Photo cred: Noah Cowgill
By: Tim Hoffer, North American Sales Manager, Hunting
For anyone who tuned into the news recently, it’s hard to miss that in a span of about two weeks in September, four hunters were attacked by grizzly bears. Thankfully none of the encounters were fatal, but it is a sobering reminder that spending time in bear country requires preparation and mindfulness to reduce the possibility of an encounter of your own.
Having spent roughly three decades traveling, fishing and hunting throughout much of Montana and a fair bit of Canada, I have essentially been in “bear country” for most of those years. There have been a few close calls of surprising black bears at point-blank range on the trail hiking out at night, watching a grizzly feed on a moose kill from a respectable distance, and one bluff charge from a big cinnamon-phase bruin while, ironically, out bear hunting that got the heart pumping, but I thankfully can’t chalk up any destroyed camps, raided food bags or actual attacks. I consider that a small victory and a trend I want to continue.
A good part of that “luck” is attributed to preparation, how I behave while in bear country and understanding basic bear behavior. Consider the following:
Whether you prefer bear spray or a gun, pick your deterrent of choice and practice with it (safely and frequently). Also, be mindful of how you carry the spray or firearm – Does it ride in a holster on the waistbelt of your backpack? Mounted to a shoulder strap? Chest rig? Now, can you get to it instantly, rain or shine, sun in your eyes or pitch black? Think it through before heading out on your hike or hunt. I am a fan of bear spray, as I frankly don’t trust my ability to quickly deploy a handgun and dispatch a charging grizzly in the heat of the moment. If I mess up with the handgun, the bear, myself or a hunting partner run the risk of injury or worse, but if everything goes “right”, I now have a dead grizzly to deal with and some serious interrogations from a game warden on how it all went down. I’ll go with the spray.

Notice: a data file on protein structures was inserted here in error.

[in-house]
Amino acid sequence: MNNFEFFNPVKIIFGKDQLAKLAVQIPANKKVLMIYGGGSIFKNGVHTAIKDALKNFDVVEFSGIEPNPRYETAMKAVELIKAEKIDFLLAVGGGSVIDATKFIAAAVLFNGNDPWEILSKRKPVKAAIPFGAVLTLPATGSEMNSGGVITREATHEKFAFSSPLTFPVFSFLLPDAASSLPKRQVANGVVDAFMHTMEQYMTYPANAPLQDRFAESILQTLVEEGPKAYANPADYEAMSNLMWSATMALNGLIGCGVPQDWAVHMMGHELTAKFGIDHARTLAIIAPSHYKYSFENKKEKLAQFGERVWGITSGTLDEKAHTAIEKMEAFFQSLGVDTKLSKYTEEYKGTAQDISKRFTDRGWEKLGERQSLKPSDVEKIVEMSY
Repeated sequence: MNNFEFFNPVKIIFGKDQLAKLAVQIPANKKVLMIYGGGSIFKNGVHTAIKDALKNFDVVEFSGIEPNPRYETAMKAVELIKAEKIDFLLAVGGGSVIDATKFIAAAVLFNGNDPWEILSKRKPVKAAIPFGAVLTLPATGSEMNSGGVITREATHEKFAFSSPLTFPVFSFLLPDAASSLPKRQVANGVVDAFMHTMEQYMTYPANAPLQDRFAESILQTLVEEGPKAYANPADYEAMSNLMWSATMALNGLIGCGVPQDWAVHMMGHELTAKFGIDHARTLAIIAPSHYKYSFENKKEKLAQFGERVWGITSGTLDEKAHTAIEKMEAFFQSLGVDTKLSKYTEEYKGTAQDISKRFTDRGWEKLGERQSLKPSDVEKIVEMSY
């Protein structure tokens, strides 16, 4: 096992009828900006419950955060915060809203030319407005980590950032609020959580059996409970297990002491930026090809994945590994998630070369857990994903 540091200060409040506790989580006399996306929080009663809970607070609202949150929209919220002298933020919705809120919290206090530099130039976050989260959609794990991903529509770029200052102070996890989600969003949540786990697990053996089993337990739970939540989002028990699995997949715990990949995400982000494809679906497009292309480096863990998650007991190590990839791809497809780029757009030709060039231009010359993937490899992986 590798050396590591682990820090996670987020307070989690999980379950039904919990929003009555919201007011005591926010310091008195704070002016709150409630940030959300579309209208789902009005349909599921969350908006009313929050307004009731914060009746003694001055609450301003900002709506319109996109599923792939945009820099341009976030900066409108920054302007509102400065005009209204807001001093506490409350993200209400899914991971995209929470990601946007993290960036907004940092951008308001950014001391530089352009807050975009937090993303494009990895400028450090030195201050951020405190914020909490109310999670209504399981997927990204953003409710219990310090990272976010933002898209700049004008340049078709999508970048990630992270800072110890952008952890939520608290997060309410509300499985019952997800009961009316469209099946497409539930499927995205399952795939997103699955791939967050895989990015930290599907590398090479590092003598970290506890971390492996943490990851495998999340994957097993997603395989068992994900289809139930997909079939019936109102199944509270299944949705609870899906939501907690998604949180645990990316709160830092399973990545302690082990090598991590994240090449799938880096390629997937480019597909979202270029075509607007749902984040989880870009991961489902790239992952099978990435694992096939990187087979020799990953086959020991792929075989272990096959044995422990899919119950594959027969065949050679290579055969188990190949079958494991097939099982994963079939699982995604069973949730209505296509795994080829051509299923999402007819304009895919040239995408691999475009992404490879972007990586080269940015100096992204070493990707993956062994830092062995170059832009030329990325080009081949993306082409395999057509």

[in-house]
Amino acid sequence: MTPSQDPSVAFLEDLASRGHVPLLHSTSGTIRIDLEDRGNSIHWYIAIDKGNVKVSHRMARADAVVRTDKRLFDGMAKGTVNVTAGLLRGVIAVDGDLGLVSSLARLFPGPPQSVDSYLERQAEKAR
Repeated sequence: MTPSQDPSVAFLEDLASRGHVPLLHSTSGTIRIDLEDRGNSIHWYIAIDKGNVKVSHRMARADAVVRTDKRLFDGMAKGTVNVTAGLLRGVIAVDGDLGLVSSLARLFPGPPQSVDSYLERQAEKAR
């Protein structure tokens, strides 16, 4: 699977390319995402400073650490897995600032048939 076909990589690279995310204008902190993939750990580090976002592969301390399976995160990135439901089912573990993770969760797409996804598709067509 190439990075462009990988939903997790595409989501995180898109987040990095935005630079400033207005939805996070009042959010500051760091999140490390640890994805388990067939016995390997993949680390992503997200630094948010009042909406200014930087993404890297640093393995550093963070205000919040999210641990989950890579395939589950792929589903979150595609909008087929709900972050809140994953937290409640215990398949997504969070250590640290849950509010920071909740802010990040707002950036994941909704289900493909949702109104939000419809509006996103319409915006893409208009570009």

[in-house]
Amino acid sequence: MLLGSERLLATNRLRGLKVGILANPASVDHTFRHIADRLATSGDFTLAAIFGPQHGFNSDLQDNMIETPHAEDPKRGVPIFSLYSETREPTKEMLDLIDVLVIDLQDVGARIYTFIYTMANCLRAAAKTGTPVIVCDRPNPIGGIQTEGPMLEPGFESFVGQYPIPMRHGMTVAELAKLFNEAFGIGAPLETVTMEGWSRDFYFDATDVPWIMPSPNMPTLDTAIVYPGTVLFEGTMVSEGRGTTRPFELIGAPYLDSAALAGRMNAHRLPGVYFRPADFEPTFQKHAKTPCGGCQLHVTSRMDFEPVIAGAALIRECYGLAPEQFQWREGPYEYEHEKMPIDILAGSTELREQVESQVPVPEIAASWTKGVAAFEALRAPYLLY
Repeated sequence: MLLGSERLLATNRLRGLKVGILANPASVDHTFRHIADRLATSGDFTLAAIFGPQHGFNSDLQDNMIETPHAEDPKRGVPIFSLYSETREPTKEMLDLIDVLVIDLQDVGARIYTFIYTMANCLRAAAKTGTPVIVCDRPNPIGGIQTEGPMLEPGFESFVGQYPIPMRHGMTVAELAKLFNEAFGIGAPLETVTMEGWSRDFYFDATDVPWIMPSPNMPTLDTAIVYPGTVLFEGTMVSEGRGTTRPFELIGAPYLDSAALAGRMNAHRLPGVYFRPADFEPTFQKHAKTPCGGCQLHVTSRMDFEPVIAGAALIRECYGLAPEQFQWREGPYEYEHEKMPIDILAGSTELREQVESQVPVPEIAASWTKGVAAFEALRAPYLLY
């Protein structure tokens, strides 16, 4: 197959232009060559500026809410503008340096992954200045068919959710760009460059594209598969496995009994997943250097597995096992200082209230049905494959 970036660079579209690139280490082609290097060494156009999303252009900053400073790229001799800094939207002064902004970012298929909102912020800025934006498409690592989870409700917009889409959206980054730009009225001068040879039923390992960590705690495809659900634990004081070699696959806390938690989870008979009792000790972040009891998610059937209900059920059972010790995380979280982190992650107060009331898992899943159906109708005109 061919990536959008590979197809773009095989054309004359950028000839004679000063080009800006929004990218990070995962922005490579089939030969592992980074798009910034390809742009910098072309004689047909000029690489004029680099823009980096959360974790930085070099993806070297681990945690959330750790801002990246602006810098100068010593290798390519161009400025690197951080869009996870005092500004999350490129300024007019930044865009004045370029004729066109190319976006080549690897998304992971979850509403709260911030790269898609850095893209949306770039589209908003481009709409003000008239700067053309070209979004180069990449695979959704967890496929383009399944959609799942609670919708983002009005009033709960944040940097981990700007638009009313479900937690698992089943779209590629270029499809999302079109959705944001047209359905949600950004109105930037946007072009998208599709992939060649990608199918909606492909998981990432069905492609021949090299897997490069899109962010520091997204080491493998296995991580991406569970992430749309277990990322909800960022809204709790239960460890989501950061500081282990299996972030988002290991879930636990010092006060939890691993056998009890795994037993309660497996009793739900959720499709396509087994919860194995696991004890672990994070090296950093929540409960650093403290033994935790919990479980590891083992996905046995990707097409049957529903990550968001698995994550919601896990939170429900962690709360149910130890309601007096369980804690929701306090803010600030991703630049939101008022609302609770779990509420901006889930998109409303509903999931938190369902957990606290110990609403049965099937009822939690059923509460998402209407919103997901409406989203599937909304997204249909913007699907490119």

Situational AwarenessThis is a fancy term for simply being aware of what is happening around you in terms of where you are, where you are supposed to be, and whether anything around you is a threat to your safety. Scan ahead and around the area you are moving through. Be cautious of hiking through dense brush or at prime times for bear movement, such as first and last light, watch out for likely food sources (berries, lush greens around creeks, etc.) and watch for fresh sign – namely tracks and scat. When field dressing and quartering an animal, stop and look around frequently. Be vigilant.
Don’t Hunt or Hike AloneContrary to popular belief, bears are risk-averse. They don’t want to tangle with humans and will do a lot to stay out of our way. In bear country, there is safety in numbers. According to a recent National Park Service report, no bear attacks were reported on groups hiking together. Even with just one other person, the safety factor increases for several reasons. Having more sets of eyes and ears to be aware of a bear nearby are a benefit, and the “intimidation factor” of two people vs. one; who would you rather brawl with, one guy or he and his buddies?